Who Cares About Workforce Data?

What Is Workforce Data?

    There are several types of data that are important for understanding workforce development policies and programs. All individual-level data is kept in secure systems that protect privacy and limit access. It can be combined to create aggregate data that does not disclose details about individuals, but is useful in assessing program performance. 

    • Education data. Schools at all levels, from preschool to college, keep records about individual students to track enrollment and student progress.
    • Workforce program data. There are many programs to help workers find employment or build skills. They include career and technical education, adult education, Workforce Investment Act programs for adults, youth and dislocated workers, Employment Service, and Trade Adjustment Assistance. These programs collect data on individual participants.
    • Public benefits data. Several programs provide both income support and training assistance to people who are unemployed or earn low incomes. These include Temporary Assistance for Needy Families (TANF), Unemployment Insurance (UI) benefits, and Supplemental Nutrition Assistance (SNAP) which is commonly known as food stamps. Providers maintain data systems about individuals to measure program eligibility, the duration and amount of benefits, and types of services received.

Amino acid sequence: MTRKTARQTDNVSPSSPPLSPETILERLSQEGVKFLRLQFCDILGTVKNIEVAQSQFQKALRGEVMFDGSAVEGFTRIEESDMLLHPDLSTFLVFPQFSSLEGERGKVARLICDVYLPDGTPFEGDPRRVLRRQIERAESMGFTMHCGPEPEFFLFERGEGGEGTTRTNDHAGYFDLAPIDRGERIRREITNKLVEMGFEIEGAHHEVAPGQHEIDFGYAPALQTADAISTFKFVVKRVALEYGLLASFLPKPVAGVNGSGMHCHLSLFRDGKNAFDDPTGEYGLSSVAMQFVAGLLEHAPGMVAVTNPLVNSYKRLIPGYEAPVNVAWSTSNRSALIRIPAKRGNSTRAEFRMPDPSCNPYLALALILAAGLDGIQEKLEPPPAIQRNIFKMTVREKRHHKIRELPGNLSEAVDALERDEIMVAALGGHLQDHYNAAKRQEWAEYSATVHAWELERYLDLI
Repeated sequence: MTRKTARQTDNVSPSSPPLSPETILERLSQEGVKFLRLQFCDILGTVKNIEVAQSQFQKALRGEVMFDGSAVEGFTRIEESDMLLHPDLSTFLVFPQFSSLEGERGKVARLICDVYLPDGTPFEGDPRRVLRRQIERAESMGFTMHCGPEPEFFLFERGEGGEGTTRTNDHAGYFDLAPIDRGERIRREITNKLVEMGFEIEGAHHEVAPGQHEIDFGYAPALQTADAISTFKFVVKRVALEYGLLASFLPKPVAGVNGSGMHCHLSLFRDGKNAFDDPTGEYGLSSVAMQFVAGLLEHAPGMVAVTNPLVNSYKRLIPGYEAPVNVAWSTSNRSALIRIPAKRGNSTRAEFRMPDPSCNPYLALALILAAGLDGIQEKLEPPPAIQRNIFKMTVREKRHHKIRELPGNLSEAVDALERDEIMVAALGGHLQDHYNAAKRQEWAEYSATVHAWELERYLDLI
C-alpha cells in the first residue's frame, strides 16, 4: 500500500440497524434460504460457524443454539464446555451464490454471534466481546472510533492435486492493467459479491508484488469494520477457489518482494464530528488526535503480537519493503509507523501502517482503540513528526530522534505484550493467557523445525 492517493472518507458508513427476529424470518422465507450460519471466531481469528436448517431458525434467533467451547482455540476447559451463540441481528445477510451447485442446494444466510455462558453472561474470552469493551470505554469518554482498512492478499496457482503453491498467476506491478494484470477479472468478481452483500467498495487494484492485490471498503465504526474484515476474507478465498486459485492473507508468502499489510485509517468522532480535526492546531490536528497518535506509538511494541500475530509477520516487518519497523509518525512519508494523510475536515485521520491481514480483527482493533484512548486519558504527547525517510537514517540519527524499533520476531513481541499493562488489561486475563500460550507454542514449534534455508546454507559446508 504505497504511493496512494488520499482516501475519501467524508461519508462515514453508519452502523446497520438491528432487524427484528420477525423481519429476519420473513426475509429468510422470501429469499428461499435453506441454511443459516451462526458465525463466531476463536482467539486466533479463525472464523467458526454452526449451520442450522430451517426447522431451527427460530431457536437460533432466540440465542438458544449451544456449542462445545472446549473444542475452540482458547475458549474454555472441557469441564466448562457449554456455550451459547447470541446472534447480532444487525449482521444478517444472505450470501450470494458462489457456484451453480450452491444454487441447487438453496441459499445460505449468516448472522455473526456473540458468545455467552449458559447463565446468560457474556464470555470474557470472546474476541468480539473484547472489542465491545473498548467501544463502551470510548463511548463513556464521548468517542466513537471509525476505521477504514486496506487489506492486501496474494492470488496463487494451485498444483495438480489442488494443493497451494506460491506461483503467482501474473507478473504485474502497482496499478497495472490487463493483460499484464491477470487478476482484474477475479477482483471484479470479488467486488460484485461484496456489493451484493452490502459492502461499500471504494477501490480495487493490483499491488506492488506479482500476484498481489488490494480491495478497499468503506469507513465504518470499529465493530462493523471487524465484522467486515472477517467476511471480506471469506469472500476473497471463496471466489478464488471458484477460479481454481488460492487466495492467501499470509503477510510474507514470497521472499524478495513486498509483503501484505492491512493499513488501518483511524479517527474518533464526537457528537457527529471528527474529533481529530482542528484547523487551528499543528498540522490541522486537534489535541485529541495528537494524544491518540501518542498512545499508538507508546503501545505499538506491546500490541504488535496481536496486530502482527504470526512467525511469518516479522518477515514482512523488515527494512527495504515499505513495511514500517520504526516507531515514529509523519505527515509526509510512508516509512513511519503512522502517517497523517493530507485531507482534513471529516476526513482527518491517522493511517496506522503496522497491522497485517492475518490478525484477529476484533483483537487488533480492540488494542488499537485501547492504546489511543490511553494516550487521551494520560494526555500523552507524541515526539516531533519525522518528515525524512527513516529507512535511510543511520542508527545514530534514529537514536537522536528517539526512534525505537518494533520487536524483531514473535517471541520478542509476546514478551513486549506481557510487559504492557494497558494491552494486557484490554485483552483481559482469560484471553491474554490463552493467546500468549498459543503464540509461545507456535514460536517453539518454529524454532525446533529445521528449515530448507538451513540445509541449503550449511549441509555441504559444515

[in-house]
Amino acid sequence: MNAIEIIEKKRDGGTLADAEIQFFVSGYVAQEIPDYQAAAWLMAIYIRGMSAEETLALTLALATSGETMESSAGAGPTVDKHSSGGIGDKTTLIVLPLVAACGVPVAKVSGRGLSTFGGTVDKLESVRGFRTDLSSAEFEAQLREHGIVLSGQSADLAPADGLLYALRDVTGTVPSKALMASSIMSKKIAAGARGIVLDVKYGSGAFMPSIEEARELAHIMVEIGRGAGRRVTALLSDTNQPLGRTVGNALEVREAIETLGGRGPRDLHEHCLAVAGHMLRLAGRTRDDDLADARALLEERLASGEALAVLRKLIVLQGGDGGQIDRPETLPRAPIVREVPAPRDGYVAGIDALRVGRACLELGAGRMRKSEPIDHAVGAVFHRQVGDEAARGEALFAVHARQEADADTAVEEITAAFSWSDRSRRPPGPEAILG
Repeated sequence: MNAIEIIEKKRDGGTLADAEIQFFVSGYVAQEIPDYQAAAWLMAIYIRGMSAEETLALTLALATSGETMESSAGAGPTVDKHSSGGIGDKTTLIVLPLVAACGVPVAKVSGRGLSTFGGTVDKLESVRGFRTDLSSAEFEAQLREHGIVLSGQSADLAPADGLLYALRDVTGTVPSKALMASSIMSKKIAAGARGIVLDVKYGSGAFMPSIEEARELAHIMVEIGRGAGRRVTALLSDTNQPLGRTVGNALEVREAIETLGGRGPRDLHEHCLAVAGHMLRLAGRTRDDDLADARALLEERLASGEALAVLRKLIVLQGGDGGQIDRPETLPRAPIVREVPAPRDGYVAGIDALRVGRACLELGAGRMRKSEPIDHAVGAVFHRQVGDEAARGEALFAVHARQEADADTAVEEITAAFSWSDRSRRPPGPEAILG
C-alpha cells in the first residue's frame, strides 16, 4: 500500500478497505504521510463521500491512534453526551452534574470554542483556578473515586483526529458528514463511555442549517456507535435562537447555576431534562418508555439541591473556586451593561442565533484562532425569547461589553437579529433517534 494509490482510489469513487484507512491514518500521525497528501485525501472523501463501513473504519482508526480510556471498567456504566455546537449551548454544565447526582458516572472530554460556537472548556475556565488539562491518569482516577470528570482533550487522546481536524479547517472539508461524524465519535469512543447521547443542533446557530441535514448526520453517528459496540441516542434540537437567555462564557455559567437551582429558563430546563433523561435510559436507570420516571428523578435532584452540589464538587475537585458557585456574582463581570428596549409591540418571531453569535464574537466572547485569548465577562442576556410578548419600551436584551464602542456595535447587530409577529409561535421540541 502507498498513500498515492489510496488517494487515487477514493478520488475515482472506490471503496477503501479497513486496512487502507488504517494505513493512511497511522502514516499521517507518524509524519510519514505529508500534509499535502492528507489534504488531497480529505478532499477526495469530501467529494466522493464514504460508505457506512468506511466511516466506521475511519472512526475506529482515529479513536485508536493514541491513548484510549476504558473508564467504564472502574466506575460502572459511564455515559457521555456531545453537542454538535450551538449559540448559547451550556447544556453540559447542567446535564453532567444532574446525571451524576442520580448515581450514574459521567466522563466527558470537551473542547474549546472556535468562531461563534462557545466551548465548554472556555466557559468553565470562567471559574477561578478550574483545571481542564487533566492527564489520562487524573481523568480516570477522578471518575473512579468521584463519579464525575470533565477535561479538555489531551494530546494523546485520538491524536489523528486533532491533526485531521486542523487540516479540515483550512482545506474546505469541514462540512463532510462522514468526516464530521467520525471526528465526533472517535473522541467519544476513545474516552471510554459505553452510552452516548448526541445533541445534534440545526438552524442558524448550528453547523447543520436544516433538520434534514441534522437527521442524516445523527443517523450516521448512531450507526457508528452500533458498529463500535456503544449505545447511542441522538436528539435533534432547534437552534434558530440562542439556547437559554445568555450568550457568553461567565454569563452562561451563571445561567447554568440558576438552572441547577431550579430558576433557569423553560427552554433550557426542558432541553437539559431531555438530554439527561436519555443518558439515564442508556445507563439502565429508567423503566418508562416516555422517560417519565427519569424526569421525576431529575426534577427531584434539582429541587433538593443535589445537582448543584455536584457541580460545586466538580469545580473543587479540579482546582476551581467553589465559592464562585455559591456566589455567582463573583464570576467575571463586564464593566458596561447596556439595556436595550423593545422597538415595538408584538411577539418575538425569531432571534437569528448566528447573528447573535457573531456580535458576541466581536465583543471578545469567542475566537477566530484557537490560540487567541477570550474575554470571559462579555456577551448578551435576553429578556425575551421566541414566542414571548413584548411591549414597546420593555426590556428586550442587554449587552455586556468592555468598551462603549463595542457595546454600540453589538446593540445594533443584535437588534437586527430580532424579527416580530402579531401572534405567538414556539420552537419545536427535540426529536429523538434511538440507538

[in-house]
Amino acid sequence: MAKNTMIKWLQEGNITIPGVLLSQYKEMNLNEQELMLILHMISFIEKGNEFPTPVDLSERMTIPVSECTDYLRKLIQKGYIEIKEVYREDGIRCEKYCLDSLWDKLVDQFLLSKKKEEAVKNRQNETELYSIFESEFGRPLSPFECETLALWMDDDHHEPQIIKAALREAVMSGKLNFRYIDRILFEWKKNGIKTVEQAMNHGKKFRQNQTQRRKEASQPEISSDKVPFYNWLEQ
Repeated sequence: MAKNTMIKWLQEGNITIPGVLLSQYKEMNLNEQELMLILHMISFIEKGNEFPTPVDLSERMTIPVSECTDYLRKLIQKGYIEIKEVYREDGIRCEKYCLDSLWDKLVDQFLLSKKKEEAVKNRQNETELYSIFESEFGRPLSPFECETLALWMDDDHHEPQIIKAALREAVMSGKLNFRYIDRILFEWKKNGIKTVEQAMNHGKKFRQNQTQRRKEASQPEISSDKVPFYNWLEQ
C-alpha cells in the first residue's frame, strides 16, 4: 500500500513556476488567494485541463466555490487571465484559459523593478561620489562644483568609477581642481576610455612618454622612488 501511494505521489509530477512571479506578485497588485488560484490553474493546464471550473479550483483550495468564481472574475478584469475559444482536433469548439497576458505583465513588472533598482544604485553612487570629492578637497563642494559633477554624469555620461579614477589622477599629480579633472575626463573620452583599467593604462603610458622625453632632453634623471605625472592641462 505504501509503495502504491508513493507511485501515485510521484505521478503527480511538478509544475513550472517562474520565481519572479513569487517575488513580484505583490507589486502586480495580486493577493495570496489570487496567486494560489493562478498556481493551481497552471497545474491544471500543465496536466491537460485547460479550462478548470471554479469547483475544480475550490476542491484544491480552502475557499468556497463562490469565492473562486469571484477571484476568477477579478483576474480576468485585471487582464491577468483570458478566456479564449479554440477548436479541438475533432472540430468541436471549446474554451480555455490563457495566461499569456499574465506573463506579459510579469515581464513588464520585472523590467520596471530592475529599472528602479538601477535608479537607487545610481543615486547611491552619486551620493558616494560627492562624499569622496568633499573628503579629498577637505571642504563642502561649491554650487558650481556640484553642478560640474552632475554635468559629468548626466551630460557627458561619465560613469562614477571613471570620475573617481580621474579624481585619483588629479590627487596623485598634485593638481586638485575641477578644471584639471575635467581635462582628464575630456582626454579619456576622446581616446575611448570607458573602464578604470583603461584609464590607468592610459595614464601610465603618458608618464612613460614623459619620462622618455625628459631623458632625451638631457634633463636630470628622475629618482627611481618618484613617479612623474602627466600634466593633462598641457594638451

• Employment data. Basic information on the employment status and earnings of individuals is contained in wage records. Quarterly wage records maintained by state unemployment agencies are a common source of this data.
    • Labor Market Information. Statistics about workers, employment, industry, and occupational projections describe labor markets at the local, state, and national levels, providing a picture of current and future job openings and their skill requirements.

    Why Workforce Data Matters

    We all care about putting our nation on a path toward economic growth and shared prosperity. A brighter future requires education and training policies that prepare all Americans for a skilled workforce and help our industries compete in a changing economy.

    Inclusive, aligned and market-relevant education and workforce data systems are the foundation for determining if our human capital strategy is up to that challenge.

    We need federal and state sponsored data systems that will provide useful information to:

    • Students and workers trying to figure out which colleges and training programs are best at helping people land a job, continue their studies, or advance in the labor market.
    • Policymakers who need to know whether education and workforce programs are preparing people for good jobs.
    • Business leaders struggling to find skilled workers and wondering whether education and training programs are preparing enough prospective employees to meet their companies' needs.
    • Educators at schools, training programs, adult literacy organizations, or career and technical education programs who want to know the long-term education and employment outcomes of their graduates so they can continually improve courses and curricula.